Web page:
Last week, the Minister for Education and Human Resources Development Hon. Lanelle Tanangada, New Zealand High Commissioner Georgina Roberts and Acting Australian High
Commissioner Sally-Anne Vincent, travelled to Temotu Province to celebrate the handover of a new girl’s dormitory and ablution block at Luesalemba Provincial Secondary School.
The new dormitory and ablution block was funded through the education partnership between Solomon Islands, Australia and New Zealand, and is one of 11 such projects built
across the country to help increase girls’ enrolment and improve access to water, sanitation and hygiene. The Ministry of Education and Human Resources Development (MEHRD)
implemented the infrastructure project with funding from New Zealand and Australia.
Hundreds of people from surrounding communities, including staff and students of Luesalemba Provincial Secondary School, witnessed the official handover.
Speaking at the handover, Hon. Tanangada said, ‘The Ministry of Education and Human Resource Development is mandated to assist all Solomon Islanders to develop as individuals
and obtain the knowledge, skills and attitudes needed to earn a living and live in harmony with others and their environment. A central pillar of this mandate is to increase equitable
access to education as articulated in the National Education Action Plan 2016-2020, to focus on expanding access and address gender-balanced transition from basic education to Senior
Secondary and boarding issues.’
‘We are so pleased that both Australia and New Zealand have prioritised education just as we in the Solomon Islands have, seeing education as a fundamental right as well as an important
contribution to the future of our country. I am particularly pleased that the two countries have, for the first time, formally joined together to support our education sector in a
coordinated and united manner,’ said Hon. Tanangada.
The partnership is directing up to SBDSB$275million in budget support to MEHRD to implement activities including professional development for teachers, curriculum
development and infrastructure development.
In addition, around SBD$20 million will support capacity building of MEHRD and Education Authorities, and partnerships within the sector.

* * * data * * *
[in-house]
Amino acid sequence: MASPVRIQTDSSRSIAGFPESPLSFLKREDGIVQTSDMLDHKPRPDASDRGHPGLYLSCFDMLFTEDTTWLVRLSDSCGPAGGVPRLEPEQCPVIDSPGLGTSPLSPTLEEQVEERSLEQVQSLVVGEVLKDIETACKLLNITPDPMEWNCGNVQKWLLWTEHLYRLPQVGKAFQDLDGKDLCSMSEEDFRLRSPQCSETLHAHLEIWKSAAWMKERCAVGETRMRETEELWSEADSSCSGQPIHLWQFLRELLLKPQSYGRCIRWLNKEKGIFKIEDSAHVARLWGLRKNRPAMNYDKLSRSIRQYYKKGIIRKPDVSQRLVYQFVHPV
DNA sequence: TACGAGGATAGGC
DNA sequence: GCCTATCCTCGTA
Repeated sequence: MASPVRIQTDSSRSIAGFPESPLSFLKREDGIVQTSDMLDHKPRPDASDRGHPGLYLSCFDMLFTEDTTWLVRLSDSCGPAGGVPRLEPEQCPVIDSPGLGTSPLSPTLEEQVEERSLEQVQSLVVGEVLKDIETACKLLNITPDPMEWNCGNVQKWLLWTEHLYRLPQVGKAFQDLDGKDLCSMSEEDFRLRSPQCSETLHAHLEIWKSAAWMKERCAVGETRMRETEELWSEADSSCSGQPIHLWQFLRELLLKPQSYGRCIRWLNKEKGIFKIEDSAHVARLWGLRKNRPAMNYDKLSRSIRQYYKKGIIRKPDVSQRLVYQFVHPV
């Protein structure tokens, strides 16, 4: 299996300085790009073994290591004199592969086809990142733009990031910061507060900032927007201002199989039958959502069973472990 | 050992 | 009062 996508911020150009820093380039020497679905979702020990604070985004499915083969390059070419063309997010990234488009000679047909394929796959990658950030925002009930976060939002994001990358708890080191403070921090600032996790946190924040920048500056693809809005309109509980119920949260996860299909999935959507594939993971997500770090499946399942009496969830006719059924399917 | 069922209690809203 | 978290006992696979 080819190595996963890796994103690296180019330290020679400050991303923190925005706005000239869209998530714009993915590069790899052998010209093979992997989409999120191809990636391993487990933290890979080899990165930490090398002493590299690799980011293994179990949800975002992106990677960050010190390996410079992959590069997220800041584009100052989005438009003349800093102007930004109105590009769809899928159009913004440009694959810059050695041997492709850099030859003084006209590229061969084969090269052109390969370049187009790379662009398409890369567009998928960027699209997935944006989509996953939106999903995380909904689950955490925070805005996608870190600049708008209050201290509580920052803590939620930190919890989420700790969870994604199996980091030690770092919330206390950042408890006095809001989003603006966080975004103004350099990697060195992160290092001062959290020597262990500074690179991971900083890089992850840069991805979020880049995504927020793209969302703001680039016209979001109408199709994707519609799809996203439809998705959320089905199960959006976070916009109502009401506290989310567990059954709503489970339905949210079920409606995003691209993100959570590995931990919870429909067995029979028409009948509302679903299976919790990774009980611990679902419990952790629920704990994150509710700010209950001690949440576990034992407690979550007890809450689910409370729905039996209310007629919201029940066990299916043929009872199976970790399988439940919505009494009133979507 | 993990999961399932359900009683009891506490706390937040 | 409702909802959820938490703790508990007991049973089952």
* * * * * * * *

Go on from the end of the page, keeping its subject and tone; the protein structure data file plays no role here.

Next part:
New Zealand High Commissioner Georgina Roberts acknowledged the warm welcome from
the school community and the hospitality of Temotu Province. She went on to share that, “the core intention of the education partnership is to support inclusive and equitable access to good quality education, for all children. Education is what we call an enabler – it helps us to think, it helps us to understand, it helps us to teach others, and it helps us to see pathways forward. This new dormitory is one example of how this partnership is supporting girls to access education alongside their male peers”.
The High Commissioner also reflected on the importance of culture in supporting education, knowledge and growth. She shared a Māori
whakataukī from Māori statesman, Sir Apirana Ngata – E Tipu e Rea – which speaks of three key elements relevant for youth: taking hold of the knowledge of today; valuing the treasures of our ancestors; and acknowledging the broader concept of spirituality. She encouraged the students to grow their talent and leadership through education, “when I look out today, I see bright young faces – you are the future of Solomon Islands”.
Acting High Commissioner Vincent thanked Temotu Province and the Luesalemba Provincial Secondary School for their generosity and said, “It is a privilege to be here in Temotu to celebrate the remarkable and longstanding partnership that Solomon Islands, New Zealand and Australia have in the education sector. Equitable education is a high priority for Australia, at home and in our international development program. All of our prosperity depends on the quality of our education systems.
Education is the path to employment in local and international labour markets. But education also improves the lives of individuals and communities in more ways than simply helping people get decent work. Education helps people think and express themselves. It helps us understand, reflect and make sense of things – from global politics and pandemics right down to the innermost workings of the minds and emotions of ourselves and the people around us. This partnership towards quality education is the critical factor that prepares us all to face an uncertain future equipped with the tools we need to overcome any challenge.” New Zealand has supported basic education in Solomon Islands since 2003. Australia joined them in 2012 to become joint lead donors to the education sector.
The official handover was followed by a tree-planting event by the Minister and the two High Commissioners and feasting and entertainment put on by the students and surrounding communities of Luesalemba Provincial Secondary School.